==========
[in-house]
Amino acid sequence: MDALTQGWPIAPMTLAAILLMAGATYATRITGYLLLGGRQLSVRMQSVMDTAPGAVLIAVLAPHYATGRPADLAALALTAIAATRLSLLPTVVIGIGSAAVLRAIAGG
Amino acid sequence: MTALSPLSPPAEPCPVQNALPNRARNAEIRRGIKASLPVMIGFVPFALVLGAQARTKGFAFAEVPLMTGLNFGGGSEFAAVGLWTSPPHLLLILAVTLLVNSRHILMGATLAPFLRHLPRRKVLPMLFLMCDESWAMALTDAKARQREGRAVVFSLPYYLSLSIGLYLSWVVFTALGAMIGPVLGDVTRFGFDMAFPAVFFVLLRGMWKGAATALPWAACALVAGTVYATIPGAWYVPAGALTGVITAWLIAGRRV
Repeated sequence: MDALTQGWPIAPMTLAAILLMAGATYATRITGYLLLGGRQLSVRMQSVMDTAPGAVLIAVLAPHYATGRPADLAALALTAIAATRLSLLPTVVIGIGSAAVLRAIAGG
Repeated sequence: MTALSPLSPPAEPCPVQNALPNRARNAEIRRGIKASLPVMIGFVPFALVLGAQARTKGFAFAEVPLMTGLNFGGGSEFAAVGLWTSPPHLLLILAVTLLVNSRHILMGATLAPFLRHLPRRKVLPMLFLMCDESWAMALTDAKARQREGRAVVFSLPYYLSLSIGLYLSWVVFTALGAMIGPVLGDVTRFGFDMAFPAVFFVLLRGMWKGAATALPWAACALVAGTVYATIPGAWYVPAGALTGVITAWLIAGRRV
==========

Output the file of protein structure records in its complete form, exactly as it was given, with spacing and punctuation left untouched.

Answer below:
[in-house]
Amino acid sequence: MDALTQGWPIAPMTLAAILLMAGATYATRITGYLLLGGRQLSVRMQSVMDTAPGAVLIAVLAPHYATGRPADLAALALTAIAATRLSLLPTVVIGIGSAAVLRAIAGG
Amino acid sequence: MTALSPLSPPAEPCPVQNALPNRARNAEIRRGIKASLPVMIGFVPFALVLGAQARTKGFAFAEVPLMTGLNFGGGSEFAAVGLWTSPPHLLLILAVTLLVNSRHILMGATLAPFLRHLPRRKVLPMLFLMCDESWAMALTDAKARQREGRAVVFSLPYYLSLSIGLYLSWVVFTALGAMIGPVLGDVTRFGFDMAFPAVFFVLLRGMWKGAATALPWAACALVAGTVYATIPGAWYVPAGALTGVITAWLIAGRRV
Repeated sequence: MDALTQGWPIAPMTLAAILLMAGATYATRITGYLLLGGRQLSVRMQSVMDTAPGAVLIAVLAPHYATGRPADLAALALTAIAATRLSLLPTVVIGIGSAAVLRAIAGG
Repeated sequence: MTALSPLSPPAEPCPVQNALPNRARNAEIRRGIKASLPVMIGFVPFALVLGAQARTKGFAFAEVPLMTGLNFGGGSEFAAVGLWTSPPHLLLILAVTLLVNSRHILMGATLAPFLRHLPRRKVLPMLFLMCDESWAMALTDAKARQREGRAVVFSLPYYLSLSIGLYLSWVVFTALGAMIGPVLGDVTRFGFDMAFPAVFFVLLRGMWKGAATALPWAACALVAGTVYATIPGAWYVPAGALTGVITAWLIAGRRV